Major boost for fight against Antimicrobial Resistance

14 May, 2022 - 00:05 0 Views
Major boost for fight against Antimicrobial Resistance Dr Patrice Talla

The Chronicle

Thandeka Moyo-Ndlovu, Senior Health Reporter 

BULAWAYO has received a major boost in the fight against resistant infections in both humans and animals following donation of equipment and renovation of laboratories by Food and Agriculture Organisation. 

This comes at a time when the country is fighting Antimicrobial Resistance (AMR) in humans and animal  whose prevalence keeps rising as members of the public and farmers abuse antimicrobial medicines. 

FAO Dr Berhanu Badane

When antimicrobial medicines like antibiotics are misused, abused or overused, bugs become resistant to the medicines used to fight them. 

It means antimicrobials become ineffective in fighting the micro-organisms that  cause diseases. As a result, these  medicines then stop working when needed the most. 

The laboratory renovations and equipment are valued at about US$75 000 and will enable the province to detect some animal diseases locally. 

In the past, specimens had to be sent to Harare before diseases could be detected. 

The poultry industry is one of the affected sectors as farmers tend to abuse these medicines which in turn affects consumers. 

FAO and its implementing partners renovated the National TB Reference Laboratory at Mpilo Central Hospital and the one at the Bulawayo Veterinary Services Department. 

Speaking after handing over the equipment yesterday, FAO Southern Africa representative Dr Patrice Talla said the donation will go a long way in addressing AMR in Bulawayo and Zimbabwe.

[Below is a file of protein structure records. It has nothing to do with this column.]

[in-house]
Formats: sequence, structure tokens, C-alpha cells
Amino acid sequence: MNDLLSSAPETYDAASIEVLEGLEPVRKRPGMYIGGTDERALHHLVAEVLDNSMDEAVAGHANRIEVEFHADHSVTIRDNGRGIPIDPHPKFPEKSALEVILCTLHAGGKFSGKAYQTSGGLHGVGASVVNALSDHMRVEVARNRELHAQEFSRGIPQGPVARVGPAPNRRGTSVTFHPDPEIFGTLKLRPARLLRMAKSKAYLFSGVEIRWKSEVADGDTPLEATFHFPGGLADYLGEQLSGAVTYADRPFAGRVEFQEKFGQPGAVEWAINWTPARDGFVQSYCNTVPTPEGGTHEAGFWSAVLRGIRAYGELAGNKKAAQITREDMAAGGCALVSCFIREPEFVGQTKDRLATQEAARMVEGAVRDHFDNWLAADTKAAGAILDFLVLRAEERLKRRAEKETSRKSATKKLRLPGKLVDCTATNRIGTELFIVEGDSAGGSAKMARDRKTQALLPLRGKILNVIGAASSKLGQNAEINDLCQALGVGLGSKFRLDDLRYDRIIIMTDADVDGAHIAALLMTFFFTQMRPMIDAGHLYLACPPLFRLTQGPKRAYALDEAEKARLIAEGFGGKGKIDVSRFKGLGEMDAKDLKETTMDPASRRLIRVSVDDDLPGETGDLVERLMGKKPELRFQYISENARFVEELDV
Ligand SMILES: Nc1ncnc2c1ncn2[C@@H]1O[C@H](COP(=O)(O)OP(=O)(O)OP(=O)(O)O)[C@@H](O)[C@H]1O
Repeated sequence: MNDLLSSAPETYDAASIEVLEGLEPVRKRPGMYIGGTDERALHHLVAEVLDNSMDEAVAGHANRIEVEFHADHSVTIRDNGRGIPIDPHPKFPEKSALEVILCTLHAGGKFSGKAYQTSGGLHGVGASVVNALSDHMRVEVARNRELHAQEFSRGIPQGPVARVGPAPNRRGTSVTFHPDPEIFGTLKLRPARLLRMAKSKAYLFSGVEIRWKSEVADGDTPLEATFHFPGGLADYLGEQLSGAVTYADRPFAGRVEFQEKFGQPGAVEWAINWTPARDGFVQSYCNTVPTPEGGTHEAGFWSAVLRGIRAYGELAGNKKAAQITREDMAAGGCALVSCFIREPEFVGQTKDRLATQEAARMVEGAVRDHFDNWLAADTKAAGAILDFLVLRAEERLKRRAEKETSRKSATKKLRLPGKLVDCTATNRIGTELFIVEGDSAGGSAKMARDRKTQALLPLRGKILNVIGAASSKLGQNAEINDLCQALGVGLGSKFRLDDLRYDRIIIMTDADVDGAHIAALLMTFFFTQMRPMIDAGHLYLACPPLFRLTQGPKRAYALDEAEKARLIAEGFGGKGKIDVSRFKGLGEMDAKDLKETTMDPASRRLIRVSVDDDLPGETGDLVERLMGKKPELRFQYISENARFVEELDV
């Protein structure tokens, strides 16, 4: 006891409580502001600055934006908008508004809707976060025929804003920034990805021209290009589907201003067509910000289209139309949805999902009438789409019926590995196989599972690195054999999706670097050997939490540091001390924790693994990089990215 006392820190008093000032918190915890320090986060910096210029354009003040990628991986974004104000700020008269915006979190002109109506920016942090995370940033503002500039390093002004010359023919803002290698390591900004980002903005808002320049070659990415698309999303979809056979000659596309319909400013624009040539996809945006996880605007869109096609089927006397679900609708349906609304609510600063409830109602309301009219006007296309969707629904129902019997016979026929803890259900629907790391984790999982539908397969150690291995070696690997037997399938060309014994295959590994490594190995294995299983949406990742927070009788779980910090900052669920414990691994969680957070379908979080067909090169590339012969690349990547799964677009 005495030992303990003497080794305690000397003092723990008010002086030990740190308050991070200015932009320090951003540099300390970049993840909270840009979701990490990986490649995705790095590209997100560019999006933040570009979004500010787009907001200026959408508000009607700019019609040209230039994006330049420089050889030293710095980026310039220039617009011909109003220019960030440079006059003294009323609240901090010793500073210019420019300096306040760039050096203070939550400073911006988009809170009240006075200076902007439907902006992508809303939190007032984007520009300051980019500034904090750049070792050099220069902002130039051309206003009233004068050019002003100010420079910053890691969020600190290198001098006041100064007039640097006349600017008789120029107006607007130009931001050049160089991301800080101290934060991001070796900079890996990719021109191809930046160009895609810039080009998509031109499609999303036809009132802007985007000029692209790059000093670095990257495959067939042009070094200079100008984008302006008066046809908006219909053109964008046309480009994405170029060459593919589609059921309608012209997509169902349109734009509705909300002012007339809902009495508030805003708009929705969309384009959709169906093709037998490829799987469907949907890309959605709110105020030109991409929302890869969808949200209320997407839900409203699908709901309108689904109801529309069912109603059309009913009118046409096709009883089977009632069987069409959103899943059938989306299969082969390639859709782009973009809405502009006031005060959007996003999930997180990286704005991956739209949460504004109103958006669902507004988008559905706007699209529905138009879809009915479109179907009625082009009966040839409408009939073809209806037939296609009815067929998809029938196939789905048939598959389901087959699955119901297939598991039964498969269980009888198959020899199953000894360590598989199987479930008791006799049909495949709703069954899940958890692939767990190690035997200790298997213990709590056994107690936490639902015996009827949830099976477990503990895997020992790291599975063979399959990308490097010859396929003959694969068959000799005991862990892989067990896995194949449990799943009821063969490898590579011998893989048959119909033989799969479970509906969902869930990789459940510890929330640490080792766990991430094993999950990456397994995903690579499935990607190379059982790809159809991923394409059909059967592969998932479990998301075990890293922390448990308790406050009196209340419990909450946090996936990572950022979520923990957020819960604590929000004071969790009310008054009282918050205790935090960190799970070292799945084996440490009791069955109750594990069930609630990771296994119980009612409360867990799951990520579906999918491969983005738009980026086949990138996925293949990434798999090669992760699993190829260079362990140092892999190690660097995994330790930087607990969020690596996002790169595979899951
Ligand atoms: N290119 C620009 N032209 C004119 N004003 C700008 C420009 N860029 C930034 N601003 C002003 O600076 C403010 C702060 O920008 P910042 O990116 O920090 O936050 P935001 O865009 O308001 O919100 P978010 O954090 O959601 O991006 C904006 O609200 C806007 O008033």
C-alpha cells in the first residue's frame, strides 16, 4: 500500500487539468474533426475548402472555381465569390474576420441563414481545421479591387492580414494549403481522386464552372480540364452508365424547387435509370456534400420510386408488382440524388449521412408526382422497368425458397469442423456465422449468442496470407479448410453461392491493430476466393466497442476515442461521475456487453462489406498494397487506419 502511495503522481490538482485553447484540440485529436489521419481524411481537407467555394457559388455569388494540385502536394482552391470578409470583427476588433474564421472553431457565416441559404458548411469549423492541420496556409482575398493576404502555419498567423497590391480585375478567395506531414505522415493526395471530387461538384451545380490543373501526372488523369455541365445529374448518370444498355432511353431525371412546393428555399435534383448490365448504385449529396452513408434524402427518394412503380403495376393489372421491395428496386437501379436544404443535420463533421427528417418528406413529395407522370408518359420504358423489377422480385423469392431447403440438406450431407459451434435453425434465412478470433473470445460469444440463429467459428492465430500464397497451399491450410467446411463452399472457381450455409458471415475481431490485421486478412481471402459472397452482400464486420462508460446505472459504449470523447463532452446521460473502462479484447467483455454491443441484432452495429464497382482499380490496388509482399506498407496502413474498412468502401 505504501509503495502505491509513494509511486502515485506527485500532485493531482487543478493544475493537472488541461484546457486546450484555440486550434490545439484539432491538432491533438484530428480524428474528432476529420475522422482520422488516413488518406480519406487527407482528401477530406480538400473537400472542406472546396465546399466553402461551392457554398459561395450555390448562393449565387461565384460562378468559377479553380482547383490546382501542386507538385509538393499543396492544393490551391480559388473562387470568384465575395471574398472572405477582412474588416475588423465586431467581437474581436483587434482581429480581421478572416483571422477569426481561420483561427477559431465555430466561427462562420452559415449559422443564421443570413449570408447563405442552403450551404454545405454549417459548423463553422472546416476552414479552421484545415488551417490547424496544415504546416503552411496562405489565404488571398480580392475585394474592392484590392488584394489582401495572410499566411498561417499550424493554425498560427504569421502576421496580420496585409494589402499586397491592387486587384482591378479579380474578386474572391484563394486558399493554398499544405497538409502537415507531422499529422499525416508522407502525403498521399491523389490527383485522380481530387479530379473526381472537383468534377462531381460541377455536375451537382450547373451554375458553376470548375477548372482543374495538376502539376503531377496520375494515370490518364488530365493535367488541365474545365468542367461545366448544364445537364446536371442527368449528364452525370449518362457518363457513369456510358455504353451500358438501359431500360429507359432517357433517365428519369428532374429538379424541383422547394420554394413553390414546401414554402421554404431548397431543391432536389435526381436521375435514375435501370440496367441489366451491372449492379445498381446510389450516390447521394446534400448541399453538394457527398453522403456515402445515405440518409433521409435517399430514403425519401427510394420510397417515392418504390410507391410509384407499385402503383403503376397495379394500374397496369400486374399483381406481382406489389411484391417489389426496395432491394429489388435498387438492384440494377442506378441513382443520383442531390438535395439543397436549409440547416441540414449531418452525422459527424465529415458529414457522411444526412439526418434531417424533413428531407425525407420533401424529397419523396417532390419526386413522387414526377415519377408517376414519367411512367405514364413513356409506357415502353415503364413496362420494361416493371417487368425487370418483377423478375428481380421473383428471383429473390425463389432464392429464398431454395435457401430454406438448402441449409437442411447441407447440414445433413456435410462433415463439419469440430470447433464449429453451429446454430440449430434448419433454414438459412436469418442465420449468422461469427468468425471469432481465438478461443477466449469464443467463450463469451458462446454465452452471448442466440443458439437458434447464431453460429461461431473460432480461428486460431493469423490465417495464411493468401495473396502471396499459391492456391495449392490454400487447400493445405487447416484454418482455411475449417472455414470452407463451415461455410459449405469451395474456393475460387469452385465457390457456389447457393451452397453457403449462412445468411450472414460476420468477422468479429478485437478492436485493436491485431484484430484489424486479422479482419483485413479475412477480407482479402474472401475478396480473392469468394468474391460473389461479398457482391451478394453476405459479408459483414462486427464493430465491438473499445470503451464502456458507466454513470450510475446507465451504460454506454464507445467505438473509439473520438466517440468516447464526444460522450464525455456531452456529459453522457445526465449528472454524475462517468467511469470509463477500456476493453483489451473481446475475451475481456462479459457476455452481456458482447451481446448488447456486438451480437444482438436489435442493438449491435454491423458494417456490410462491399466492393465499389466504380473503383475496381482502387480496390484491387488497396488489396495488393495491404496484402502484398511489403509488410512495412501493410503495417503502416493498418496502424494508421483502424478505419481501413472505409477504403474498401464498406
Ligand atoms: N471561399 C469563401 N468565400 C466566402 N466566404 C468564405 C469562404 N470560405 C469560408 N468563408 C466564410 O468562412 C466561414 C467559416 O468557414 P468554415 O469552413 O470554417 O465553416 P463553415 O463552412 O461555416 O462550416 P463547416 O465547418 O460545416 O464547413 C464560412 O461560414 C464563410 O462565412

The laboratories renovation costs a total of US$40 210 while the reagents and equipment cost US$35 989. 

“Completion of the renovation of laboratories, which we witnessed today, is one of the achievements of the Fleming Fund country grant for Zimbabwe. 

This achievement was made possible as result of strong collaboration between the Government of Zimbabwe and FAO together with its implementing partners,” said Dr Talla. 

“The implementation of the remaining planned interventions under this grant will continue and once those are achieved, they will improve the country’s capacity to address AMR. 

Dr Talla said AMR is a global crisis, a silent pandemic and there is no time to wait. 

The Chief Director for Public Health in the Ministry of Health and Child Care Dr Munyaradzi Dobbie said tackling AMR will help Zimbabwe achieve Sustainable Development Goals. 

“Laboratory diagnosis is an essential element of disease surveillance, both for routine confirmation of infections and for rapid identification of causes of outbreaks and epidemics. 

“We thank FAO and its implementing partners World Health Organisation and the Biomedical Research and Training Institute in facilitating the use of the Fleming grant to build the country’s capacity to monitor AMR in the different sectors using the integrated One Health Approach,” said Dr Dobbie. 

The provincial veterinary officer Dr Polex Moyo said abuse of antibiotics was prevalent in poultry farming. 

“A situational report shows that   there is a great need to address abuse of antibiotics in both animal and human  health. 

‘We also had inadequate diagnostic equipment as we had to send samples to Harare which compromised the quality of the results due to transportation challenges,” said Dr Moyo. 

“We are excited because this renovated lab and equipment will improve our AMR diagnosis and research which will be upgraded to international standards,” he said.

— @thamamoe 

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